Systemic risk is associated with cascading impacts that spread within and across systems and sectors (e.g. ecosystems, health, infrastructure and the food sector) via the movements of people, goods, capital and information within and across boundaries (e.g. regions, countries and continents). The spread of these impacts can lead to potentially existential consequences and system collapse across a range of time horizons. Globalization contributes to systemic risk affecting people worldwide.
– Briefing Note on Systemic Risk (2022)
Systemic risks involve: multiple communities, cities, regions, or countries; risks that are interconnected; effects that move from one system or network to another and are uncertain or unpredictable; and they have potentially devastating outcomes – like the collapse of entire systems and threats to society as a whole.
Recent disasters that span countries, regions and societal systems have underscored the need for new understanding of the nature of more complex risks, and new approaches to their management.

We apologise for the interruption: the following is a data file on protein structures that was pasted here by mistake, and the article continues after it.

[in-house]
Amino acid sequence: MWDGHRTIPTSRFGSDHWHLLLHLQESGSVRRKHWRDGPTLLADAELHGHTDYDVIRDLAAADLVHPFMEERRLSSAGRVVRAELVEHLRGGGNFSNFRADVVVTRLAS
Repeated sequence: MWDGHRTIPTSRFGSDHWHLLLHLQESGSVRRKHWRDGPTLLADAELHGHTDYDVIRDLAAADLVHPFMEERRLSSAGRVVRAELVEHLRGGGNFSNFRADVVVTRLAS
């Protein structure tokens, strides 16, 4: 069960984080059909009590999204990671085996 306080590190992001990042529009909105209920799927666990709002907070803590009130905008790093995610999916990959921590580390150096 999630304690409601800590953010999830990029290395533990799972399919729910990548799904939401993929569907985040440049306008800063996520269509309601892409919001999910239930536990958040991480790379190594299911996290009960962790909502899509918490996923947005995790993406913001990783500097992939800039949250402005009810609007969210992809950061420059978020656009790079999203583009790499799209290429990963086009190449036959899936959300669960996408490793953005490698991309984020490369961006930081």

The COVID-19 pandemic, heatwaves and droughts, volcanic eruptions and tsunamis, wildfires, and conflict and food security crises have all shown clear signs of the rippling effects of hazards and in a globalized world, and the need for systemic approaches to reduce the risks of disasters whose effects resonate across systems and sectors, countries and regions.
Addressing systemic risks requires a new approach, moving from a focus on single hazards, to considering multiple, interdependent hazards and compound hazards, across systems and sectors. This involves working across silos – like climate science, finance, health, and supply chain management – and accepting a greater degree of uncertainty in risk management, and developing multi-hazard early systems.
The global dimension of risk
An interconnected world with a globalized economy has created complex, interconnected risks. Disruptions to food supplies and shipping can have knock-on effects on food security around the world. Climate change creates cascading risks that intersect with non-climatic risks, amplifying the potential for disasters.